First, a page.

Nighttime Headaches: What Causes Them?

If you get nighttime headaches often, you need to see a doctor to get examined and find out what's causing them.
Nighttime Headaches: What Causes Them?

Last update: 11 January, 2021

A nocturnal headache affects rest and the ability to get a good night’s sleep. And since you need those hours to wake up the next day with vigor and optimism, therefore, it’s important to know what may be the cause of this discomfort and how to treat it correctly.

This discomfort is much more common than we might think. In fact, most experience it at some point in their life. And although we often tend to confuse it with common headaches, nocturnal headaches don’t manifest itself exactly in the same way.

5 causes of nighttime headache

Sometimes, we go to bed with a previous discomfort. Then, that pain progresses, reaching greater intensity as the night progresses. Then you open our eyes, and you feel dull, as if a heavy nebula were pressing down on your head.

In general, headaches can have multiple origins. However, the one that appears suddenly throughout the night, interrupting rest responds, to certain factors.

A woman with a nighttime headache.

1. Hypnic headaches

Hypnic headaches aren’t very well-known. They may happen during the night or even when napping.

  • Generally speaking, they happen during the REM stage of your sleep. It’s a mild but sharp pain that usually lasts from 15 minutes to an hour or two.
  • The reasons aren’t completely understood, but it’s known that it happens during this particular stage of sleep. Therefore, it’s believed that the hypnic headache may be related to a sudden drop in melatonin, a hormone that regulates your sleep.
  • Hypnic headaches tend to present in people over 50.

2. Inflammation-causing foods

Inflammation-causing foods

This is another piece of information that’s not very well-known. Certain foods, when eaten in excess, cause changes in your body.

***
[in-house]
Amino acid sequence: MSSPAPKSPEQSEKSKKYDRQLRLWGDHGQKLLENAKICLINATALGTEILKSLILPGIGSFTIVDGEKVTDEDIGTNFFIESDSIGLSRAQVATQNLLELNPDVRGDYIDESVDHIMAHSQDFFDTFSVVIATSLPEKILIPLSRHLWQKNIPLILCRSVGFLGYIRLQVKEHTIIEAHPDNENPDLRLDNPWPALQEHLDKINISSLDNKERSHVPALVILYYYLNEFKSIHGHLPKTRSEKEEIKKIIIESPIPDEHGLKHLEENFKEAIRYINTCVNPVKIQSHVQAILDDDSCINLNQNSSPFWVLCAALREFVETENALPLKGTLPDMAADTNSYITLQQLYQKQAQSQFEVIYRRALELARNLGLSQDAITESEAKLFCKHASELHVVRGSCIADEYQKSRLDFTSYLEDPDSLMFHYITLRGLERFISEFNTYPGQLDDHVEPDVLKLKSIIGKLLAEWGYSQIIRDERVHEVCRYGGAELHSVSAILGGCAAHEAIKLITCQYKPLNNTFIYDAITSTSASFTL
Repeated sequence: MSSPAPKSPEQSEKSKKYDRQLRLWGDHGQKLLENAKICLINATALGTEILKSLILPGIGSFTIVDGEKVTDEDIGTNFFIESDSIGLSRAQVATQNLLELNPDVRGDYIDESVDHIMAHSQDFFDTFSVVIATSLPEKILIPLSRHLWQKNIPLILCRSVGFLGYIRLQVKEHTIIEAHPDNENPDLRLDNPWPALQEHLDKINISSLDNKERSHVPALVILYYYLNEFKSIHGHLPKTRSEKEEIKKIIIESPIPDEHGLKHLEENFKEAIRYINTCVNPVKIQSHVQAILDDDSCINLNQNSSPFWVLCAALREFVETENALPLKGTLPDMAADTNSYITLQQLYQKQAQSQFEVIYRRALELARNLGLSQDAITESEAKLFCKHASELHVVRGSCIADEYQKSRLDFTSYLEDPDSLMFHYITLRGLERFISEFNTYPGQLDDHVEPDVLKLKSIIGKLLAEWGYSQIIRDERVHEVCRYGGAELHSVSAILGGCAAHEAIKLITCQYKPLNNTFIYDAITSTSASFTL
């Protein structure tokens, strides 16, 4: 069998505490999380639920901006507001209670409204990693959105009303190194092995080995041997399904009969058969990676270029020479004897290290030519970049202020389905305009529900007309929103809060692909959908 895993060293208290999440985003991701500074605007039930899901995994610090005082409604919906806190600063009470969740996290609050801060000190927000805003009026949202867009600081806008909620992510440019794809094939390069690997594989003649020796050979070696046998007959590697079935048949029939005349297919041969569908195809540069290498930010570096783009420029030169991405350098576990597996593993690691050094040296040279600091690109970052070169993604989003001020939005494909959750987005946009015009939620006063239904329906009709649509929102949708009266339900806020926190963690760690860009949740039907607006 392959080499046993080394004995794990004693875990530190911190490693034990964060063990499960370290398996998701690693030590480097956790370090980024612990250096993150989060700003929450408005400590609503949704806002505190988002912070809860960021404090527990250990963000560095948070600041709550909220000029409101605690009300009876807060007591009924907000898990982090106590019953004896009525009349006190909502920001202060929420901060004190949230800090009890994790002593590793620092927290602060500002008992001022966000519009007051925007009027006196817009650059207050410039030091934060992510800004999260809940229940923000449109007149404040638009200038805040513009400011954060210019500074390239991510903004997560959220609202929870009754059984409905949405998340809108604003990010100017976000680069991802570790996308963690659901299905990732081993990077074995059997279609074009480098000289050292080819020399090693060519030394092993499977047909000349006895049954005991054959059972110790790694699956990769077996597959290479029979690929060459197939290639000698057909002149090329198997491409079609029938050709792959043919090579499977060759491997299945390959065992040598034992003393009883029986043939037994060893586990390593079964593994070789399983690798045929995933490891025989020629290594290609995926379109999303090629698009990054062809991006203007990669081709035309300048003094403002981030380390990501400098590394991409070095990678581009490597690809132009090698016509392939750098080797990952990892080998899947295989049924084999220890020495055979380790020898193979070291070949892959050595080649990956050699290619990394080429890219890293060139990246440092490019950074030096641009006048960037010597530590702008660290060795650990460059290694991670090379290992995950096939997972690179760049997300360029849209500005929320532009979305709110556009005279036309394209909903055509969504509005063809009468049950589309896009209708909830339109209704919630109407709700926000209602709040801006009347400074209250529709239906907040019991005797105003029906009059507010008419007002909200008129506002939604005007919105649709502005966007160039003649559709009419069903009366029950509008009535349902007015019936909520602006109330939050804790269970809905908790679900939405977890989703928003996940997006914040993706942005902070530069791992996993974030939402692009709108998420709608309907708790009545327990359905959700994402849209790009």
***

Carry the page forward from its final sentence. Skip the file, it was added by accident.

• Oftentimes, food high in monosodium glutamate (MSG) cause headaches in the middle of the night if eaten late in the day, like at dinner.
  • This artificial additive isn’t just unhealthy, but also addictive.
  • It gives an intense flavor to many of the foods you eat every day, like sauces, creams, soup stock, and many kinds of precooked meals.
  • Cheese and other dairy products also cause inflammation and often cause nighttime headaches.

All of this means that you should watch what you eat at dinner. Choose which foods you consume so close to bedtime well.

3. Sinus headache

Sinus headaches are also associated with nighttime headaches.

  • This type, as the name indicates, is caused by sinusitis.
  • This pain in the sinus area is very intense. The sensitivity may also reach your ears and head.
  • A lot of times, people think that it’s caused by some kind of migraine or vascular headache, but not sinusitis. This condition tends to get worse overnight if the air is very dry. Humidifiers can be very helpful in these cases.

4. Exploding head syndrome

It’s as odd sounding as it is true. Exploding head syndrome was described by the end of the 19th century, and yet today little is known about what causes it.

This kind of disorder enters into the realm of what’s called “parasomnias”, or, in other words, a sleep disorder.

It consists of an intense headache right when a person is about to fall asleep. Women tend to get them more than men.

Some people may experience it only once in their life; others may get them for months at a time. However, in all registered cases, they go away by themselves.

For now, the data indicates that it may be related to an injury in one of the bones of the ear or even a failure in neuronal activity right when you’re about to fall asleep.

Take a look at this: 10 Keys to Good Sleep Hygiene

5. Cluster headaches

Cluster headaches are a type of migraine that affects men more than women.

  • They appear between two and three hours after falling asleep.
  • The pain is very intense and lasts a relatively short period of time, between 15 minutes and half an hour.
  • The pain is located on one side of the head, behind the eye, and may extend to the temple and neck.
  • Other symptoms that accompany the headache are eye inflammation, a congested nose, and watering of the eyes.
  • Cluster headaches are sometimes chronic.

Does your head hurt?

If you’ve experienced any of these problems for several days in a row, don’t hesitate to consult your doctor. It’s important for the professional to do a complete check-up to find out what may be happening to you and what’s the most appropriate way to treat the issue so that you can regain your well-being and lead a normal life.